French President Emmanuel Macron received the Charlemagne Prize in Aachen "in recognition of his vision of a new Europe." In his acceptance speech, Macron described his long-term goals for the European bloc.
French President Emmanuel Macron was recognized for his contributions to European cohesion and integration on Thursday, as he received the Charlemagne Prize in the German city of Aachen.
In his acceptance speech, Macron praised the European project for maintaining a "miraculous" 70 years of peace on the continent and outlined his vision for the future.
The French president called for more unity among member states and warned that the divisions that appeared during the eurozone and migrant crises risked undermining the EU project.
Macron insisted that a common eurozone budget was crucial to guaranteeing EU unity. He urged Germany to get over its "fetish" for budget surpluses and work with him on forging deeper economic co-operations.
"We need an ambitious European budget and a eurozone with its own budget allowing for investments and convergence between member states," he said. "We have to fight for a new and stronger Europe ... Now is the time."
Macron also called for a stronger Europe on the diplomatic front. "Europe has to take its fate into its own hands," the French president said. "Because one country breaks its promise doesn't mean we have to change our course," he added, implicitly referring to the US' decision to quit the Iran nuclear deal.
"If we let others decide our policies for us, then we are not creditable anymore, and our populations will not be seen creditable either."
The board of directors for the Charlemagne Prize said they were honoring Macron "in recognition of his vision of a new Europe" and his "decisive stance" against nationalism and isolationism.
The bishop of Aachen, Helmut Dieser, opened the ceremony in Aachen Cathedral, congratulating Macron for winning last year's French presidential election on a pro-European platform. "We therefore offer you all our respect and gratitude," the bishop said.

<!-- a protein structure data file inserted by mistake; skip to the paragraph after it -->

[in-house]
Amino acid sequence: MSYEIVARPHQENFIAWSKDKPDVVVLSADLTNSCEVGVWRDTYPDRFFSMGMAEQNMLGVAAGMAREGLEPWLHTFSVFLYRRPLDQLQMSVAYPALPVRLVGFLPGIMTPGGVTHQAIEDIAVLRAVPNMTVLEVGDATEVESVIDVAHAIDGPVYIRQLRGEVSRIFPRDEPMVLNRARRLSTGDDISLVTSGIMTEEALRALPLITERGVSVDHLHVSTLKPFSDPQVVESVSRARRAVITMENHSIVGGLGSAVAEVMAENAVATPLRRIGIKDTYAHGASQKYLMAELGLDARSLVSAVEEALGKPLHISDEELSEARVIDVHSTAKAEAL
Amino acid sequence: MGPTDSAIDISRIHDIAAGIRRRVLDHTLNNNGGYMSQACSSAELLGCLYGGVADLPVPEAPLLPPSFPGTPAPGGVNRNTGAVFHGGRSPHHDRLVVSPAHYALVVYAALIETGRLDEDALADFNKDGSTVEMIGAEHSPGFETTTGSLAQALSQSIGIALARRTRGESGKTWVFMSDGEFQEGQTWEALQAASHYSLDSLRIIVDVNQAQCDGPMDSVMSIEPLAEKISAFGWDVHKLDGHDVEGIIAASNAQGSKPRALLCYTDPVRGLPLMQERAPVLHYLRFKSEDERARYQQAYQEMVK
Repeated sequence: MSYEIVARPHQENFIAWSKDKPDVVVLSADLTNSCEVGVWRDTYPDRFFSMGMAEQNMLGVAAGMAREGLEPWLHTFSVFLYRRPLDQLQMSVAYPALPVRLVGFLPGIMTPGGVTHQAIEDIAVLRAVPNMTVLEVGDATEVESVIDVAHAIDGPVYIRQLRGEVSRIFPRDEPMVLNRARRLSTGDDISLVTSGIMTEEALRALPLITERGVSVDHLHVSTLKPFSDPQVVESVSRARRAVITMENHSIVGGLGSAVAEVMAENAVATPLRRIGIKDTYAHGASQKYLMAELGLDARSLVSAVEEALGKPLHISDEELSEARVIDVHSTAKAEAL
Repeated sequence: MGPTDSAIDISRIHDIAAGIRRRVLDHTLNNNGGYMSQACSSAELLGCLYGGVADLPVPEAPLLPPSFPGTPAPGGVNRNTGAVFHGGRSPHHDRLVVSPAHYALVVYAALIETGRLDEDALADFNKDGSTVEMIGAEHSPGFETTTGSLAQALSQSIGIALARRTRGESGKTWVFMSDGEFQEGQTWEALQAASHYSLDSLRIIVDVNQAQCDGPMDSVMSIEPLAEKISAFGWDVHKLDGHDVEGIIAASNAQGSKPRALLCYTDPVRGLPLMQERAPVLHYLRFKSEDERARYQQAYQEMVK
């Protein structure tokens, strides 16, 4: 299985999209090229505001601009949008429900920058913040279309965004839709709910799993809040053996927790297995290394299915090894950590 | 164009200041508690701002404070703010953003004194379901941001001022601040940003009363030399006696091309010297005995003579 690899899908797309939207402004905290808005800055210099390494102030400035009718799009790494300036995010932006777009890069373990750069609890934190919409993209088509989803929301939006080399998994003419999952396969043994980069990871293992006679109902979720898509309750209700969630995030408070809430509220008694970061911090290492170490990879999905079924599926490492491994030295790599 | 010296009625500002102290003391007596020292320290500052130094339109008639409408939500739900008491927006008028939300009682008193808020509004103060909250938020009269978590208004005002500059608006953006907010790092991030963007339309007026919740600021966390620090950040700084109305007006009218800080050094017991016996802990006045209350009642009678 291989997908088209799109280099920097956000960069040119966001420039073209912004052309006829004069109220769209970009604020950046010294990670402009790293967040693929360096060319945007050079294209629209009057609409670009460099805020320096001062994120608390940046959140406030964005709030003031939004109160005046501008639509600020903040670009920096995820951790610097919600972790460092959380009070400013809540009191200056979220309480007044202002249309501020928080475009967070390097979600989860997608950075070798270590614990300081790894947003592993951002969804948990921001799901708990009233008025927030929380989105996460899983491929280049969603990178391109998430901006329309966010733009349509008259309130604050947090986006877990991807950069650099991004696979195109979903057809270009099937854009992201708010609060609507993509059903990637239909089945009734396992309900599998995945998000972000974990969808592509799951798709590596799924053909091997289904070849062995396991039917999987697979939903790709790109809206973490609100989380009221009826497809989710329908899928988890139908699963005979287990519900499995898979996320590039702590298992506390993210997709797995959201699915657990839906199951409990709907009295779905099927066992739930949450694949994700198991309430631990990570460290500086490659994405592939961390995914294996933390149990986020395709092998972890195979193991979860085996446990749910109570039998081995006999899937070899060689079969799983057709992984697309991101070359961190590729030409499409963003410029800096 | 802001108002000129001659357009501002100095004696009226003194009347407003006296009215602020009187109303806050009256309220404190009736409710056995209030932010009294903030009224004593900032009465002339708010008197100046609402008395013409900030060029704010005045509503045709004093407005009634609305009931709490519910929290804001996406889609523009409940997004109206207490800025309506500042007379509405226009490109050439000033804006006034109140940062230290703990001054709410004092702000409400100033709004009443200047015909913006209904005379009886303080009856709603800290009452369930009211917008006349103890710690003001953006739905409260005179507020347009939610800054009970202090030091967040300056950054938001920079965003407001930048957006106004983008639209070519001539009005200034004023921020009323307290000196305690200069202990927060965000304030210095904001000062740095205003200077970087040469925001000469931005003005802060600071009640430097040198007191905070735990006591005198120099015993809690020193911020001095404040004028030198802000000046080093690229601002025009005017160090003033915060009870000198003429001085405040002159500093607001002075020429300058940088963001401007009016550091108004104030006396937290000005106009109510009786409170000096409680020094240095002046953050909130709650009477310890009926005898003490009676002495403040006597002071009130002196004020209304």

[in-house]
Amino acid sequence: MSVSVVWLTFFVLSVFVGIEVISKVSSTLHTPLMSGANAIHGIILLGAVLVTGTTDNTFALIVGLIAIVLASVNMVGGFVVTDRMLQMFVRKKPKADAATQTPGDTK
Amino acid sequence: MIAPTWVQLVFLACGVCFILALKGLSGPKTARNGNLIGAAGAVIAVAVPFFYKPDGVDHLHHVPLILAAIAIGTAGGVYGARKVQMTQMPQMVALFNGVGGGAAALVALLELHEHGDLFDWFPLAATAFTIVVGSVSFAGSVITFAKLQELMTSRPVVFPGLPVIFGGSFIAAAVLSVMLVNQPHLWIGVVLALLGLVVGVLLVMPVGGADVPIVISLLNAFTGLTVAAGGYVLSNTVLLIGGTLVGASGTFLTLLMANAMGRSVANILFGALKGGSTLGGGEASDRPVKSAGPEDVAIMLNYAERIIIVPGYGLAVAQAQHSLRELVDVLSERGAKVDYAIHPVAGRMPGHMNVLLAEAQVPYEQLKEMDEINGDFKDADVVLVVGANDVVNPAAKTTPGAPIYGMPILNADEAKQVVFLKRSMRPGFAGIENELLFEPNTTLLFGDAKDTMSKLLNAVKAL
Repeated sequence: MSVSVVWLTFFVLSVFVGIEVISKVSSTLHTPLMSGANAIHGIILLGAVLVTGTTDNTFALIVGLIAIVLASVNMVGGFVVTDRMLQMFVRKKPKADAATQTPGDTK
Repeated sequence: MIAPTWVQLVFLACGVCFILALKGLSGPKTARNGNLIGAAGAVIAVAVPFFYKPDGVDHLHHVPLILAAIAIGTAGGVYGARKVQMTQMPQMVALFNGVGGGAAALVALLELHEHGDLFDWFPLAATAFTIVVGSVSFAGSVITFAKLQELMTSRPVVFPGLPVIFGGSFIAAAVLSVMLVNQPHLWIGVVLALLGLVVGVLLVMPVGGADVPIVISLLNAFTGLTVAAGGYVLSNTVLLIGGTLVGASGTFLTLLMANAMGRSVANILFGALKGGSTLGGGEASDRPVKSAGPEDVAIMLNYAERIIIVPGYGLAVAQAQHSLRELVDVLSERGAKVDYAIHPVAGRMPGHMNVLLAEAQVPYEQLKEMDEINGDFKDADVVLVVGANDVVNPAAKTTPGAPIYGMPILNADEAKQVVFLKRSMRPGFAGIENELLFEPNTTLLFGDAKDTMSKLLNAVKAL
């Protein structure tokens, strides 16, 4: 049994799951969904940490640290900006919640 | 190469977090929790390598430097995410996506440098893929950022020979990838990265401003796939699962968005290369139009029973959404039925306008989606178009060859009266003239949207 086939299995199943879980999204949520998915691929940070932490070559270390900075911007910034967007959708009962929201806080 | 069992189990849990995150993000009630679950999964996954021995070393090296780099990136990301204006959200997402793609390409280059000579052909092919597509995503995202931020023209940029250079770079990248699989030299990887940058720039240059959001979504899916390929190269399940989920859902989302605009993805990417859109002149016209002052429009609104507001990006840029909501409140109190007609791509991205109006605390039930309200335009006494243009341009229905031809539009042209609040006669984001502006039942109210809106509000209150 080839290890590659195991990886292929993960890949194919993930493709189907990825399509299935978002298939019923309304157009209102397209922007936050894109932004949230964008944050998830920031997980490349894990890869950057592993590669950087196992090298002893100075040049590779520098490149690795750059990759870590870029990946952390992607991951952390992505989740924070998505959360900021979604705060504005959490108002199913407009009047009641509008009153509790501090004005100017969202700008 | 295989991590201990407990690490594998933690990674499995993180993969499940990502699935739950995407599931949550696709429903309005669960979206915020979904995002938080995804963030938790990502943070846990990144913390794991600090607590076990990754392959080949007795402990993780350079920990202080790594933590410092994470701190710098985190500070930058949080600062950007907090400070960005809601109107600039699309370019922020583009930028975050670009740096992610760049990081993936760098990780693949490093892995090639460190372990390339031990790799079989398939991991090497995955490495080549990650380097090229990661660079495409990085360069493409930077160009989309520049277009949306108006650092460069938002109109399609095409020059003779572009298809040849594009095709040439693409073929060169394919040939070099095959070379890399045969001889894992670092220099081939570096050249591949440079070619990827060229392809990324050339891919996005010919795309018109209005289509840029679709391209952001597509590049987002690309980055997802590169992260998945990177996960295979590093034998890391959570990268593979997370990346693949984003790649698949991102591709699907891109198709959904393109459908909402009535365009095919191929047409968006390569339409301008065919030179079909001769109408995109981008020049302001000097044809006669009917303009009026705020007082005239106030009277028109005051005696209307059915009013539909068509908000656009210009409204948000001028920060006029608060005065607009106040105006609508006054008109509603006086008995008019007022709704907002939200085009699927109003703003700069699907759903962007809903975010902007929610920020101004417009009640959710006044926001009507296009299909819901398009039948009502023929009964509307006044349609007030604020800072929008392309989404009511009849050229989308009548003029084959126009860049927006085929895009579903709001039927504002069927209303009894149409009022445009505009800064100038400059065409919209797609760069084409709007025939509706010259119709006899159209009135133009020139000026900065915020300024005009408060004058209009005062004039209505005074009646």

The annual Charlemagne Prize commends public figures who promote European unity. It is named after the Charlemagne, who in 800 AD took up the role that would later come to be known as the "Holy Roman Emperor," launching a series of wars and political reforms to build a continental European empire.
Merkel honors Macron for stirring European enthusiasm
German Chancellor Angela Merkel gave a speech in Macron's honor during the prize giving ceremony, praising Macron's "contagious enthusiasm" for the European project. "He has clear ideas on where and when Europe needs to evolve and has the capacity to inspire young Europeans," she said.
The German chancellor also commended Macron for defending the values of freedom and cohesion at a time when "authoritarian ideologies are luring people back to the past."
Merkel stressed the need for a strong pan-European foreign policy, because the bloc could no longer rely on the US to "protect it."
In light of the US' decision this week to quit the Iran nuclear deal and Thursday's confrontation between Israeli and Iran-backed forces in Syria, the chancellor described the situation in the Middle East as "truly a matter of war and peace."
Other prominent guests included the heads of government of Spain, Luxembourg and Bulgaria. Also in attendance were last year's prize winner, British historian Timothy Garton Ash, and former German Social Democrat leader Martin Schulz, who won the award in 2015.
In an interview with DW on Wednesday, Macron said he had "a lot of hope" that the two sides would agree on a common EU plan. "I think that the chancellor and her government are going to join us in this historic moment and work together for a stronger Europe and a more united and more sovereign and more democratic Europe," the French president said.
A study published on Wednesday by German broadcaster ARD found that a majority of Germans support Macron's proposed EU reforms, but thought that his plans for deepening EU economic and financial cooperation went too far.
Political analysts, however, were not hesitant to point out that Macron's award comes despite his proposed EU reforms having so far gained little traction.
Macron has made a series of prospective EU reforms one of the focal points of his presidency. Notable goals include the creation of a common eurozone budget and a European finance minister post, a joint military "rapid reaction force," and a new EU tax regime targeting internet technology giants.
However, the French president has far from won unanimous support for his lofty policy plans. His ambitions for the eurozone face particularly stiff resistance from Germany, and especially from within Merkel's own conservative Christian Democratic Party.
Nevertheless, Macron and Merkel have promised to present a common roadmap on the future of the EU ahead of the next major leaders' summit in Brussels in June.
dm/rt (dpa, AFP, KNA)